By Zack Vestal and Phillip Heckler
Whatever its name, the team variously known as HealthNet, HealthNet-Maxxis or OUCH-Maxxis has dominated the National Racing Calendar for the last six years, winning the series team title for five years straight and coming in third last year.
Now racing under the banner of UnitedHealthcare-Maxxis, the team includes some familiar faces and some new additions that should add up to a successful season.
New face of experience
New this year is Gord Fraser, a man with too many NRC wins to list, who will be serving as sports director. Team director Mike Tamayo will take on a general manager role, as he and Fraser split director sportif duties geographically. Overall, Fraser will guide the team with his knowledge of how to win.
“I think I’m a pretty competitive person; I showed that when I was racing,” said Fraser. “I’m the same type of personality behind the wheel, so hopefully that will translate into some better results.”
Tamayo sees the addition of Fraser as a “win-win.”
“Nobody else domestically knows how to win a bike race better than Gord does,” Tamayo said.
Road captain Tim Johnson said Fraser has the experience to guide the team whether it’s racing at a crit like Athens or a stage of the Tour of California.
“Gord, he’s got a great attitude where he’s able to lead by example even though he’s not on a bike,” said Johnson.
One huge change in 2009 was the decision to bring Floyd Landis onto the OUCH-Maxxis roster last year. Bringing Landis on board after his two-year suspension ended brought a lot to the team, said Tamayo.
Tamayo said Landis brought a wealth of experience from his many years on top teams, like Mercury, U.S. Postal and Phonak. In ways similar to George Hincapie’s and Cadel Evans’ boost to the BMC squad this season with their combined experience, Landis did the same for the 2009 OUCH-Maxxis squad.
“He’s done a lot of things that only a handful of people have been able to accomplish in their life,” Tamayo said.
Johnson saw Landis’ return, with his personal sponsors in tow, as a boost.
“The people and sponsors that were with him were all of a sudden with us,” Johnson said. “The team was saved because of him.”
The media attention was something the team members were not quite ready for. Tamayo described their arrival at the California tour, where the team was overwhelmed by thousands of fans waiting to catch their first glimpse of Landis.
“That made you feel like you were in a fish bowl for most of the season, looking out,” Tamayo said. “You are the fish and everyone else is just tapping on the glass.”
Although he had inked a two-year deal, Landis and the team’s management company, Momentum Sports, agreed to end the contract a year early. Landis indicated that his interests will be focused on a return to racing in Europe, but since the November announcement, he has not signed on with another team.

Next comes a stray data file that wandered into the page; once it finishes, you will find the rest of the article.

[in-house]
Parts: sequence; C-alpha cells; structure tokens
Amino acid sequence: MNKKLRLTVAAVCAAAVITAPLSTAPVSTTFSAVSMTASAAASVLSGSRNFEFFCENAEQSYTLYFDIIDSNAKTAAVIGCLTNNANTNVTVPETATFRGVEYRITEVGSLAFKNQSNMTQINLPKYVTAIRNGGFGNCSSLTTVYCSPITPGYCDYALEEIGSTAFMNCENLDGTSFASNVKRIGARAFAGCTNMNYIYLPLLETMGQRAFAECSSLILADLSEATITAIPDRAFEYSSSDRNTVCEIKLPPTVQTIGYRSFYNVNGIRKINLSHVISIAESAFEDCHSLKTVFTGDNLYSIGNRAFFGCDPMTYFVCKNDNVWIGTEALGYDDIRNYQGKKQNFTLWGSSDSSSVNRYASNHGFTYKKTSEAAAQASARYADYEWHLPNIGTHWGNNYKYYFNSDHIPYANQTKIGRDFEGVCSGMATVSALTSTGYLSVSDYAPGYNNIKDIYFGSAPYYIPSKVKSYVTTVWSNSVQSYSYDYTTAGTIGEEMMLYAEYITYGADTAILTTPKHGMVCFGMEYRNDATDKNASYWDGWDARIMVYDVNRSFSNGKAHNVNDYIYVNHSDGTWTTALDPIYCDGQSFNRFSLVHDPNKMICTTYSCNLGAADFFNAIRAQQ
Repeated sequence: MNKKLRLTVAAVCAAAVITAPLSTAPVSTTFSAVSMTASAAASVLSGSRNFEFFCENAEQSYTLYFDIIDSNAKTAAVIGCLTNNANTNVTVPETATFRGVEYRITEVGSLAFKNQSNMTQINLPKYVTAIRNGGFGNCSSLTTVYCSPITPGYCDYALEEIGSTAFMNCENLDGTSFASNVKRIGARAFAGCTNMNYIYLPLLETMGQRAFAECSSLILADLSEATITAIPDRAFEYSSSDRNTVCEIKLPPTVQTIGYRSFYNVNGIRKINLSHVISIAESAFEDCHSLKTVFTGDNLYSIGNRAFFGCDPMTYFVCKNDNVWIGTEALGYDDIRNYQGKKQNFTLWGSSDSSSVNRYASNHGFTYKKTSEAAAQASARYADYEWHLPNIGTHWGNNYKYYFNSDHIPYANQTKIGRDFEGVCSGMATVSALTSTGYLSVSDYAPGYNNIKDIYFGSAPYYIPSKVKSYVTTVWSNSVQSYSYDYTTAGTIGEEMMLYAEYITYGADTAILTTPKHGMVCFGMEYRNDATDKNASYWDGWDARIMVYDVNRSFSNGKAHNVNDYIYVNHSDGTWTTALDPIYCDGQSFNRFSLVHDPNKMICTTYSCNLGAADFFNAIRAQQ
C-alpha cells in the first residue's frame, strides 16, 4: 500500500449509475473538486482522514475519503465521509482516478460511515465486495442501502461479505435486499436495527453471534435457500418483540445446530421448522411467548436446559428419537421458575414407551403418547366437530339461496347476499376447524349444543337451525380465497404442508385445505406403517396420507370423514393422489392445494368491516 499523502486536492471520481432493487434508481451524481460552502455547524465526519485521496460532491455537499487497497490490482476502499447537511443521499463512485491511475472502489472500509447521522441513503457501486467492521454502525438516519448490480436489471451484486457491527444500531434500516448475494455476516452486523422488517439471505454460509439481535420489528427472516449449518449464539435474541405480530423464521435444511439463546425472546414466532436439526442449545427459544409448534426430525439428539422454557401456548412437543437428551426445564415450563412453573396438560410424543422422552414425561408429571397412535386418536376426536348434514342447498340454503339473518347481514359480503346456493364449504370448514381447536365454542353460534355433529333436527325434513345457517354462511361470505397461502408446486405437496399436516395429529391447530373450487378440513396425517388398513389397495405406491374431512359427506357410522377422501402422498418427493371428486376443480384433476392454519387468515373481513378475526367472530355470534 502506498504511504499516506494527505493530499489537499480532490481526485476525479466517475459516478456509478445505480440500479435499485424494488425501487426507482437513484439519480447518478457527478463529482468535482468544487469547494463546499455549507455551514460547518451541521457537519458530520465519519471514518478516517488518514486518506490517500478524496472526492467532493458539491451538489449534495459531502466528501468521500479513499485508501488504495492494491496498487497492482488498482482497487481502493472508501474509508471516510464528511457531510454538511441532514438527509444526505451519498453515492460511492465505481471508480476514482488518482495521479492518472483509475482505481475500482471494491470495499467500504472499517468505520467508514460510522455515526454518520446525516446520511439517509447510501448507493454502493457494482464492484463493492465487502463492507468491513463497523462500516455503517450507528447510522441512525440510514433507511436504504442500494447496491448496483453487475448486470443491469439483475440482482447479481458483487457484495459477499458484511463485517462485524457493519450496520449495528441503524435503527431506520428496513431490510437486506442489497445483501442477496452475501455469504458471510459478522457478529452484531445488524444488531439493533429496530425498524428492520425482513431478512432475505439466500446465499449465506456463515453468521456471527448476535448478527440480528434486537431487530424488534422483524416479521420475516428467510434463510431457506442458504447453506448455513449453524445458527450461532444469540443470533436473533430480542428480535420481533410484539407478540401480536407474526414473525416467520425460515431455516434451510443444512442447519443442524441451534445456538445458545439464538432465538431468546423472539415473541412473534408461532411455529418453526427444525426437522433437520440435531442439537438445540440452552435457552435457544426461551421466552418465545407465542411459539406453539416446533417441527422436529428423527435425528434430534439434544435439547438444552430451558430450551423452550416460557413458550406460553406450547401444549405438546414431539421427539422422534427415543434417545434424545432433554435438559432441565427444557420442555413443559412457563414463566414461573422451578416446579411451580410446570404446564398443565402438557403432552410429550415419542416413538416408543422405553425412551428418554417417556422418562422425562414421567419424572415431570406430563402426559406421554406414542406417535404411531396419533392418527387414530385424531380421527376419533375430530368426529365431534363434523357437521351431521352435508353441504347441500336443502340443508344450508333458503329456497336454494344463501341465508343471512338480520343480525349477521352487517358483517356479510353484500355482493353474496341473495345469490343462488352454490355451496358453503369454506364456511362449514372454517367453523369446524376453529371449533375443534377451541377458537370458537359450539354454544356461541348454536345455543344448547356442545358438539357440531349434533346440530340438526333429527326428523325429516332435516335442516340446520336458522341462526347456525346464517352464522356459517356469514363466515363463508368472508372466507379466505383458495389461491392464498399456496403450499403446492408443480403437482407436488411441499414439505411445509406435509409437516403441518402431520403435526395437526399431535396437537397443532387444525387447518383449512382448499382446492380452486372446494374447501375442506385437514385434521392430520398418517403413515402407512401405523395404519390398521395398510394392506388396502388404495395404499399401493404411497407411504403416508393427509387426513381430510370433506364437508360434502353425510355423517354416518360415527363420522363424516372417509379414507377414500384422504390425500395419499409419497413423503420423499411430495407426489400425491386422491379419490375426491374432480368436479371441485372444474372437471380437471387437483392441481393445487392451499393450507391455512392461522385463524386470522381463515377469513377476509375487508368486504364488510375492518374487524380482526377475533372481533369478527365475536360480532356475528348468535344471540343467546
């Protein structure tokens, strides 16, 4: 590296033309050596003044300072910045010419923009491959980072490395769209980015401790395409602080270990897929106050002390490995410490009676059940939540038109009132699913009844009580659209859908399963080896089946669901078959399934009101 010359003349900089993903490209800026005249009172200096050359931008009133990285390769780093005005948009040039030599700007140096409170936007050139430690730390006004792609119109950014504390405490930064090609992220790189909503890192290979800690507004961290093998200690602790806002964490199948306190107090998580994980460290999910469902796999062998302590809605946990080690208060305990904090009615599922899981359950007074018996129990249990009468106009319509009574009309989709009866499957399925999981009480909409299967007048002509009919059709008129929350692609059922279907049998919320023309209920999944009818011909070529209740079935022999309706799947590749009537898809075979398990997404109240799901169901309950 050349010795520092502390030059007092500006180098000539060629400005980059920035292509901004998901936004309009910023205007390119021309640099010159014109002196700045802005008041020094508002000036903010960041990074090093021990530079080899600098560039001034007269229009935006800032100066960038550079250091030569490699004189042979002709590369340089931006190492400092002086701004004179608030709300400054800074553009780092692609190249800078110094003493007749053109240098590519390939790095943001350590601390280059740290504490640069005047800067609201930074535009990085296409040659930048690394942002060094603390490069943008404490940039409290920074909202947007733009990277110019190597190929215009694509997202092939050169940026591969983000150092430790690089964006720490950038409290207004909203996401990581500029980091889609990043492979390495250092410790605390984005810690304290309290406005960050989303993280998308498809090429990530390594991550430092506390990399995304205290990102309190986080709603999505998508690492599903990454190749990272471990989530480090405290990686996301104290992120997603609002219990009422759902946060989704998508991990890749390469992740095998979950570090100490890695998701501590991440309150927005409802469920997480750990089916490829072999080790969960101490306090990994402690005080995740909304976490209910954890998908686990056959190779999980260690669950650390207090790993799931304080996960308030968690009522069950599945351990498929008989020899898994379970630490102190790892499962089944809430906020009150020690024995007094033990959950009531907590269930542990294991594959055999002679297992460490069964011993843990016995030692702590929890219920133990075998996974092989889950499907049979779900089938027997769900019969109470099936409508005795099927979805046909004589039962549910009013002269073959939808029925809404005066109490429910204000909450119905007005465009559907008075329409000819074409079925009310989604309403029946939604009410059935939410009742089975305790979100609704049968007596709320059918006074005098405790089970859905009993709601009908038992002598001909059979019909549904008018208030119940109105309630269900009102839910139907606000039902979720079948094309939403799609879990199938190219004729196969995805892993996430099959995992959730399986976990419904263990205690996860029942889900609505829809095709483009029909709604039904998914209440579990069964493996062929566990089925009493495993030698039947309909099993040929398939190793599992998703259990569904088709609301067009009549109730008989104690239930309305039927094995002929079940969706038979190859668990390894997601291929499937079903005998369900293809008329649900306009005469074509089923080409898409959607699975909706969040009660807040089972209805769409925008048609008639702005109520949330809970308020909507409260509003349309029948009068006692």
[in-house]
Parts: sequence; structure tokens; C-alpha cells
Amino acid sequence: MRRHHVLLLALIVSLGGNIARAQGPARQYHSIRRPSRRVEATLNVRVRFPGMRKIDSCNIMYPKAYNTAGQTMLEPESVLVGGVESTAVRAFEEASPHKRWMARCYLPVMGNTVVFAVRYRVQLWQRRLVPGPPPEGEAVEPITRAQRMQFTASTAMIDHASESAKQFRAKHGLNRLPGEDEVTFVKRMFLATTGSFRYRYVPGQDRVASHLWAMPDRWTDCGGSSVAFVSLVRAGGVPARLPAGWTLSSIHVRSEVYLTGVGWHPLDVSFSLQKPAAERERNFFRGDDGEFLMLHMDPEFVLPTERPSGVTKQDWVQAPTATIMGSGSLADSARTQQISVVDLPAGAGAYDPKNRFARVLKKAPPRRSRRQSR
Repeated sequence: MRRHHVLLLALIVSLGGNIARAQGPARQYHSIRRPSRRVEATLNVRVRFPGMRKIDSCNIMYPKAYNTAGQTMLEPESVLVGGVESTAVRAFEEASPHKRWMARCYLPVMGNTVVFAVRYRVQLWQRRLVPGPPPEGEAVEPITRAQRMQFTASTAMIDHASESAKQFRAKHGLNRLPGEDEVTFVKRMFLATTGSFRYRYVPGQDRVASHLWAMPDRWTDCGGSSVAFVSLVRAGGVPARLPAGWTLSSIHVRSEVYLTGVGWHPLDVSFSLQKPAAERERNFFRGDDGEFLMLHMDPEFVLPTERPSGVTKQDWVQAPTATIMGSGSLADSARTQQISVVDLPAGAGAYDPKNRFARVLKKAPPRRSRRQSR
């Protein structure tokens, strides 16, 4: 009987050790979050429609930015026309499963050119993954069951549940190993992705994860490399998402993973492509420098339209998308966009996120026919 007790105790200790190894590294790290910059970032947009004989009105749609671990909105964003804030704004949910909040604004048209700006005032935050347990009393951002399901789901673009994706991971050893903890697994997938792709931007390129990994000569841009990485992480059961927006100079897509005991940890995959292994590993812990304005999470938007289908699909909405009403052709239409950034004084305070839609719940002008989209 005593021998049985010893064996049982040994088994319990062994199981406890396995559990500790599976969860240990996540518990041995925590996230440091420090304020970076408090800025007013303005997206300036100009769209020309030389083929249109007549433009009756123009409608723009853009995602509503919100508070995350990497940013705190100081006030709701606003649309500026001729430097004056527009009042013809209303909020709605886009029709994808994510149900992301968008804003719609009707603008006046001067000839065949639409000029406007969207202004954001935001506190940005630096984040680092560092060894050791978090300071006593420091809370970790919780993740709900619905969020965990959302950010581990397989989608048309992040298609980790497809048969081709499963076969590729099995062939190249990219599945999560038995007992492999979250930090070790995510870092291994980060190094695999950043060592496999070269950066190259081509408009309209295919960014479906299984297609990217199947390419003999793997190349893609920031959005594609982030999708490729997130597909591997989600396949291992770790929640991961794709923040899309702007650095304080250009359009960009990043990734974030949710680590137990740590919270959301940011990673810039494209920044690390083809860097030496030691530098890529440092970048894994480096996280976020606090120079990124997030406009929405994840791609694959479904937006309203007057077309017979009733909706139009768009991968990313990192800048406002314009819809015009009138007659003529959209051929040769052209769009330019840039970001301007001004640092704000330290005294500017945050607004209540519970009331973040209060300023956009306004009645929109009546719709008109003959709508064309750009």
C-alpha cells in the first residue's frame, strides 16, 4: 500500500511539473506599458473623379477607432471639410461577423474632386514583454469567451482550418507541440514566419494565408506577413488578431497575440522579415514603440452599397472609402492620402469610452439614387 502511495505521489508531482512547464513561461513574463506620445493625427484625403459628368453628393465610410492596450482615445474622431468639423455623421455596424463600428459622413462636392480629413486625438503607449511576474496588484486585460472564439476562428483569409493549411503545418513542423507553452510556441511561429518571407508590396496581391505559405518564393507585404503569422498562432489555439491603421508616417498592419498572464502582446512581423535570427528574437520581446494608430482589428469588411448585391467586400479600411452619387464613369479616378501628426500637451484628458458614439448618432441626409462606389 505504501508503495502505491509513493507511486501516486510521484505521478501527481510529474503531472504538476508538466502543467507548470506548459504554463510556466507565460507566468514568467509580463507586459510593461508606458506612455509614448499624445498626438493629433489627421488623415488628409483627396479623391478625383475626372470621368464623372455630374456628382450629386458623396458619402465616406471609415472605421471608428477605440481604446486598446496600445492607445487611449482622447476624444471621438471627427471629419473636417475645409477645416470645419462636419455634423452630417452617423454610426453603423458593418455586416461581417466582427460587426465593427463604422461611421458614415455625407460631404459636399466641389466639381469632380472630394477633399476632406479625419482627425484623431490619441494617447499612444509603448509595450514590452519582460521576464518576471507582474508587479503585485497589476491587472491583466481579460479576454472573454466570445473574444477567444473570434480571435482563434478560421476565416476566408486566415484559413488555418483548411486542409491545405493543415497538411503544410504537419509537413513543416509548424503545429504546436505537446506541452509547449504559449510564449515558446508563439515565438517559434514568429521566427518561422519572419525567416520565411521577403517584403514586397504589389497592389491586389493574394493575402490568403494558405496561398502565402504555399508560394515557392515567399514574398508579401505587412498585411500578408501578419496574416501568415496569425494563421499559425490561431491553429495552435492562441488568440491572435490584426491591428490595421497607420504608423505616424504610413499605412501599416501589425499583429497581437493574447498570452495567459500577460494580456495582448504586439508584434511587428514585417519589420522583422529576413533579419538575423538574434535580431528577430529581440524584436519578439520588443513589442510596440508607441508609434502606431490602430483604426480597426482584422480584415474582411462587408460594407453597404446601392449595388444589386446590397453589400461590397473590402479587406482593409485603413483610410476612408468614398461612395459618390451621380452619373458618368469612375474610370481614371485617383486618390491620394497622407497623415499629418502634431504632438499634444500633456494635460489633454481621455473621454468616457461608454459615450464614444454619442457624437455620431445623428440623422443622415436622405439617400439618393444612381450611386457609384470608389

Aussie Rory Sutherland, a two-time individual NRC winner, is still looking to improve.
“I’d like to definitely get a little bit further in TOC,” Sutherland said. “I’ve had seconds, thirds, fourths in (stages) the last few years of doing it and I’m getting a little bit sick of standing next to someone all the time. I think every rider in the country would love to win a stage of TOC and I’m right up there wanting to do that too.”
Right up there with Sutherland is Chris Baldwin, an 11th-year pro who has been on top domestic teams like Navigators and Toyota-United.
“I’ve been second and third way too many times for the number of wins that I’ve had,” Baldwin said. “That’s just the kind of rider I was in my career and I’d love to change that, just post a couple W’s in the U.S. stage race column.” Baldwin said he is targeting races like the Tour of the Gila and the Cascade Cycling Classic.
On the larger scale, Tamayo said that the team doesn’t have any official goals just yet. He said that aiming to win the Nature Valley Grand Prix or the Athens Twilight crit would mean aiming too low.
“Realistically for us, is to pretty much go into every bike race with the mentality of racing to win. So that’s our goal,” Tamayo said.
UnitedHealthcare-Maxxis has five riders under 25, which means a lot of young guns mixed in with a lot of experienced riders.
“Gord and I spent a lot of time discussing riders – trying to figure out who is next,” Tamayo said. “We feel like there’s a changing of the guard that’s happening right now.”
Johnson sees the combination of Fraser and new riders, like Eric Barlevav and Jake Keough, along with Andrew Pinfold, being a powerful force, like the old HealthNet days of Greg Henderson and Gord Fraser.
Click here for a photo gallery from the UnitedHealthcare team camp.
• Tim Johnson
• Roman Kilun
• Karl Menzies
• Andrew Pinfold
• Rory Sutherland
• Bradley White
• Chris Baldwin (Rock Racing – half of 2009)
• Eric Barlevav (Team Mountain Khakis)
• Jonathan Clarke (Jelly Belly)
• Matt Crane (Jelly Belly)
• Marc de Maar (Rabobank)
• Adrian Hegyvary (Hagens-Berman LLP Cycling)
• Max Jenkins (Glud & Marstrand Horsens)
• Jake Keough (Kelly Benefits Strategies)